Twitter delighted content creators everywhere when the microblogging site extended its expanded tweets – previously reserved for YouTube videos and Instagram photos – to other content publishers. Blip and SoundCloud were among the launch partners who now have more to offer than 240 characters — and more to gain in return.
Tweets from Blip, a discovery site for original web series, will now include videos. See how they entice their potential viewers with this provocative headline:
Normally, a link would take the viewers to the video on blip.tv, but of course Blip can’t keep the public waiting on that news! It’s worth their while to eliminate this extra step, as tweets with rich media get three to four times more engagement than regular tweets. Here’s Paul Rudd, ready to share his butt hair secrets in the expanded tweet:
Video tweets could be a gold mine for content creators, as the currency is the video itself. See how this video with “CSI” creator Anthony Zuiker scores some advertising dollars while the YouTube video plays on Twitter:
SoundCloud users should also appreciate being able to share their tracks directly with their Twitter followers, especially unknown artists whose names don’t stand out in the feed. SoundCloud doesn’t sell ads on its audio tracks – the company uses a freemium subscription model to give artists a way to upload and distribute their music, as well as sample and remix songs in a creative commons environment. But there’s no reason why other music sites, as well as radio shows and podcasts, wouldn’t benefit from the service.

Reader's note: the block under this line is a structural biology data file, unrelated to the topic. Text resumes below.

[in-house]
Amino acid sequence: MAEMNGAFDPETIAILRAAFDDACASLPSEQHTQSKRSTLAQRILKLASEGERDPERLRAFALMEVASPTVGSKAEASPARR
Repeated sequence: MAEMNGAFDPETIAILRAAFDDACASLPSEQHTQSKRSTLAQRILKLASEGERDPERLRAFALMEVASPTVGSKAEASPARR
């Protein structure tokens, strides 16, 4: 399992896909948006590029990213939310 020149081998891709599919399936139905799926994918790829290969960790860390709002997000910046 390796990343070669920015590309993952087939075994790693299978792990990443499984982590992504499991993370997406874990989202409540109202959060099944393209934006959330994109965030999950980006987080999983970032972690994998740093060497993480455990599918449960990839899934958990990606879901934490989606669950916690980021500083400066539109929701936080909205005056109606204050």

It’s less clear how the expanded tweets will help news organizations like the The Wall Street Journal, Breaking News, TIME, The New York Times, The San Francisco Chronicle, and Der Spiegel Online, which have all partnered with the microblogging site.
The content looks great: on this sample New York Times article you can see a headline, a picture, a caption, and the Twitter handles of both the news organization and the writer. (For writers who have avoided using their personal handles for work, there’s no going back now.) It makes the tweets look a little more like search engine results, except that they auto-populate in real time.
But if the readers don’t click through to the full article, what does the publisher get out of it?
Bird image by Barry Barnes via Shutterstock.